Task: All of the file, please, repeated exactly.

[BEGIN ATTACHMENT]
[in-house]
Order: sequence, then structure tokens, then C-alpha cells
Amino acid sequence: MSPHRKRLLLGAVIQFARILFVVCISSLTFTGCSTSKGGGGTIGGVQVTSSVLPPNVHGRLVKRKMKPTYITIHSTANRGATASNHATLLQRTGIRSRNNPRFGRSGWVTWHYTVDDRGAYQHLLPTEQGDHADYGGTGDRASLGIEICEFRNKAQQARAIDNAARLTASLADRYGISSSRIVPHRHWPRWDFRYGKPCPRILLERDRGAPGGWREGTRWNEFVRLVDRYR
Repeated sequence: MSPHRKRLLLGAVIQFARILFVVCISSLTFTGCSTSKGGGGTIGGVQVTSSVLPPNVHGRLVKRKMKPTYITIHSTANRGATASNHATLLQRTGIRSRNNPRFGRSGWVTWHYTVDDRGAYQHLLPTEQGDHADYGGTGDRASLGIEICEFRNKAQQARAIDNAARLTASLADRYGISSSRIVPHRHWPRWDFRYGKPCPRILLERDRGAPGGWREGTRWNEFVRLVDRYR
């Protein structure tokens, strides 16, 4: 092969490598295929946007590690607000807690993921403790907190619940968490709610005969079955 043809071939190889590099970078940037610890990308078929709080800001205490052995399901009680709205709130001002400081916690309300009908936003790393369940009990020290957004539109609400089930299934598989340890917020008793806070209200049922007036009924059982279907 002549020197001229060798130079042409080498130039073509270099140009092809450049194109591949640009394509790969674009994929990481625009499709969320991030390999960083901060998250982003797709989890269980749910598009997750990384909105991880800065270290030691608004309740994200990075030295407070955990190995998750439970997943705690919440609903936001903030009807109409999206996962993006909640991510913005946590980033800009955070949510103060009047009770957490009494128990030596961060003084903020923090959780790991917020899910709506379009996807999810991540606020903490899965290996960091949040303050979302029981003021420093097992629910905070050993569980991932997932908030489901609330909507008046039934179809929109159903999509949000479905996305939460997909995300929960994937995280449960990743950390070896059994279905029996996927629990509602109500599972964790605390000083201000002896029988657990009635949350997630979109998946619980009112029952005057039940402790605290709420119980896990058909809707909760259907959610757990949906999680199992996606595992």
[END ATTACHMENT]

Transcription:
[in-house]
Order: sequence, then structure tokens, then C-alpha cells
Amino acid sequence: MSPHRKRLLLGAVIQFARILFVVCISSLTFTGCSTSKGGGGTIGGVQVTSSVLPPNVHGRLVKRKMKPTYITIHSTANRGATASNHATLLQRTGIRSRNNPRFGRSGWVTWHYTVDDRGAYQHLLPTEQGDHADYGGTGDRASLGIEICEFRNKAQQARAIDNAARLTASLADRYGISSSRIVPHRHWPRWDFRYGKPCPRILLERDRGAPGGWREGTRWNEFVRLVDRYR
Repeated sequence: MSPHRKRLLLGAVIQFARILFVVCISSLTFTGCSTSKGGGGTIGGVQVTSSVLPPNVHGRLVKRKMKPTYITIHSTANRGATASNHATLLQRTGIRSRNNPRFGRSGWVTWHYTVDDRGAYQHLLPTEQGDHADYGGTGDRASLGIEICEFRNKAQQARAIDNAARLTASLADRYGISSSRIVPHRHWPRWDFRYGKPCPRILLERDRGAPGGWREGTRWNEFVRLVDRYR
């Protein structure tokens, strides 16, 4: 092969490598295929946007590690607000807690993921403790907190619940968490709610005969079955 043809071939190889590099970078940037610890990308078929709080800001205490052995399901009680709205709130001002400081916690309300009908936003790393369940009990020290957004539109609400089930299934598989340890917020008793806070209200049922007036009924059982279907 002549020197001229060798130079042409080498130039073509270099140009092809450049194109591949640009394509790969674009994929990481625009499709969320991030390999960083901060998250982003797709989890269980749910598009997750990384909105991880800065270290030691608004309740994200990075030295407070955990190995998750439970997943705690919440609903936001903030009807109409999206996962993006909640991510913005946590980033800009955070949510103060009047009770957490009494128990030596961060003084903020923090959780790991917020899910709506379009996807999810991540606020903490899965290996960091949040303050979302029981003021420093097992629910905070050993569980991932997932908030489901609330909507008046039934179809929109159903999509949000479905996305939460997909995300929960994937995280449960990743950390070896059994279905029996996927629990509602109500599972964790605390000083201000002896029988657990009635949350997630979109998946619980009112029952005057039940402790605290709420119980896990058909809707909760259907959610757990949906999680199992996606595992």